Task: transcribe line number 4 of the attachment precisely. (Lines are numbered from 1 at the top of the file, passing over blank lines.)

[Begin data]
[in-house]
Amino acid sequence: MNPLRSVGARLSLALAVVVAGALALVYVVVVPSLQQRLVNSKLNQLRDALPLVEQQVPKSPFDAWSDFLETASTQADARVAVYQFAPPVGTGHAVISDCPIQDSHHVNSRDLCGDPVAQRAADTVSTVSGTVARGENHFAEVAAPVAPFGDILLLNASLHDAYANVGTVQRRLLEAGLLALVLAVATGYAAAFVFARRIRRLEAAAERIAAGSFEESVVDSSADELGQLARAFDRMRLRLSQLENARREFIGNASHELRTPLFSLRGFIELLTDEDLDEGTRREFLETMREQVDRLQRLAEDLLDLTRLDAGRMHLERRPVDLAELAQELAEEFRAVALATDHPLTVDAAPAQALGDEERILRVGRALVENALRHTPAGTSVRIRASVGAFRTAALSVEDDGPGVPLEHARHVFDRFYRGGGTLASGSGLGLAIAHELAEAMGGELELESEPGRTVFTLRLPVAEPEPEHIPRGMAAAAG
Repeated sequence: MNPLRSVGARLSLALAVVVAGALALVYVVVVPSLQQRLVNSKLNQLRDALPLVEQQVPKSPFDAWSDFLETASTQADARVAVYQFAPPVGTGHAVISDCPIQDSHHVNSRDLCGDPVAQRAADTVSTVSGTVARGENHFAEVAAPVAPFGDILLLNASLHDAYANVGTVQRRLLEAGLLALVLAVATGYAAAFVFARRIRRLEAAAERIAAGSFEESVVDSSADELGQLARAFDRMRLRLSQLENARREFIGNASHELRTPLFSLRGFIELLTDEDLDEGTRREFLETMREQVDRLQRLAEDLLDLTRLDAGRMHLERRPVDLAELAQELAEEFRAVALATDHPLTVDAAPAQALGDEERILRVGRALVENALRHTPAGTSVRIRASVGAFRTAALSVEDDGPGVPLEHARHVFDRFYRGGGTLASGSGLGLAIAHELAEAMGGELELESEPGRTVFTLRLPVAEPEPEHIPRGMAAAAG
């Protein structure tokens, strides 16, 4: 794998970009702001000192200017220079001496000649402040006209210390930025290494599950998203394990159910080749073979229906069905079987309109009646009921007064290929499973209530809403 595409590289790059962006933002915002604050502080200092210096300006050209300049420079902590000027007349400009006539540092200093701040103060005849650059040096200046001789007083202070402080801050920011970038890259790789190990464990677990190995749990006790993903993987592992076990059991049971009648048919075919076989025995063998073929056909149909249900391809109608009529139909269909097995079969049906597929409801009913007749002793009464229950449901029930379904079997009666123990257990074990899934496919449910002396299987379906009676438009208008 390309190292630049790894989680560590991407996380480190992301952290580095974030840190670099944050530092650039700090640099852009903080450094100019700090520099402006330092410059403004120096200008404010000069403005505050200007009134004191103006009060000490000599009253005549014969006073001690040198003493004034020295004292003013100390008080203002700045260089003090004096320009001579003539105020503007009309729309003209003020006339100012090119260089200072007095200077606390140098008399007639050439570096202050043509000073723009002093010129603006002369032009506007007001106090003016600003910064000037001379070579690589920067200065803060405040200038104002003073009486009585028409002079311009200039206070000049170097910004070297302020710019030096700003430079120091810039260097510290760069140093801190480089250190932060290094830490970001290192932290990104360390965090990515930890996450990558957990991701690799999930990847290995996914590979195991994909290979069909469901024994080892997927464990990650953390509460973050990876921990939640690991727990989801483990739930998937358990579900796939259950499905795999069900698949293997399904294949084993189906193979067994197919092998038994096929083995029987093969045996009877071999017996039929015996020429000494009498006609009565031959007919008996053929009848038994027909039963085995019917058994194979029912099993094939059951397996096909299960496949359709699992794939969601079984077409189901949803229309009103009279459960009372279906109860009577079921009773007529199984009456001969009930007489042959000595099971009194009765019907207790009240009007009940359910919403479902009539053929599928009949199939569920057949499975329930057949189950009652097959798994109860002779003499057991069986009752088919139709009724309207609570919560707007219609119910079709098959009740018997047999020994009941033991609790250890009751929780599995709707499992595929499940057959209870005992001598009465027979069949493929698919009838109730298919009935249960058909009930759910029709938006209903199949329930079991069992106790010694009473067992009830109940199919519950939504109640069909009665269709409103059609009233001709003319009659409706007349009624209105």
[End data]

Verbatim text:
């Protein structure tokens, strides 16, 4: 794998970009702001000192200017220079001496000649402040006209210390930025290494599950998203394990159910080749073979229906069905079987309109009646009921007064290929499973209530809403 595409590289790059962006933002915002604050502080200092210096300006050209300049420079902590000027007349400009006539540092200093701040103060005849650059040096200046001789007083202070402080801050920011970038890259790789190990464990677990190995749990006790993903993987592992076990059991049971009648048919075919076989025995063998073929056909149909249900391809109608009529139909269909097995079969049906597929409801009913007749002793009464229950449901029930379904079997009666123990257990074990899934496919449910002396299987379906009676438009208008 390309190292630049790894989680560590991407996380480190992301952290580095974030840190670099944050530092650039700090640099852009903080450094100019700090520099402006330092410059403004120096200008404010000069403005505050200007009134004191103006009060000490000599009253005549014969006073001690040198003493004034020295004292003013100390008080203002700045260089003090004096320009001579003539105020503007009309729309003209003020006339100012090119260089200072007095200077606390140098008399007639050439570096202050043509000073723009002093010129603006002369032009506007007001106090003016600003910064000037001379070579690589920067200065803060405040200038104002003073009486009585028409002079311009200039206070000049170097910004070297302020710019030096700003430079120091810039260097510290760069140093801190480089250190932060290094830490970001290192932290990104360390965090990515930890996450990558957990991701690799999930990847290995996914590979195991994909290979069909469901024994080892997927464990990650953390509460973050990876921990939640690991727990989801483990739930998937358990579900796939259950499905795999069900698949293997399904294949084993189906193979067994197919092998038994096929083995029987093969045996009877071999017996039929015996020429000494009498006609009565031959007919008996053929009848038994027909039963085995019917058994194979029912099993094939059951397996096909299960496949359709699992794939969601079984077409189901949803229309009103009279459960009372279906109860009577079921009773007529199984009456001969009930007489042959000595099971009194009765019907207790009240009007009940359910919403479902009539053929599928009949199939569920057949499975329930057949189950009652097959798994109860002779003499057991069986009752088919139709009724309207609570919560707007219609119910079709098959009740018997047999020994009941033991609790250890009751929780599995709707499992595929499940057959209870005992001598009465027979069949493929698919009838109730298919009935249960058909009930759910029709938006209903199949329930079991069992106790010694009473067992009830109940199919519950939504109640069909009665269709409103059609009233001709003319009659409706007349009624209105």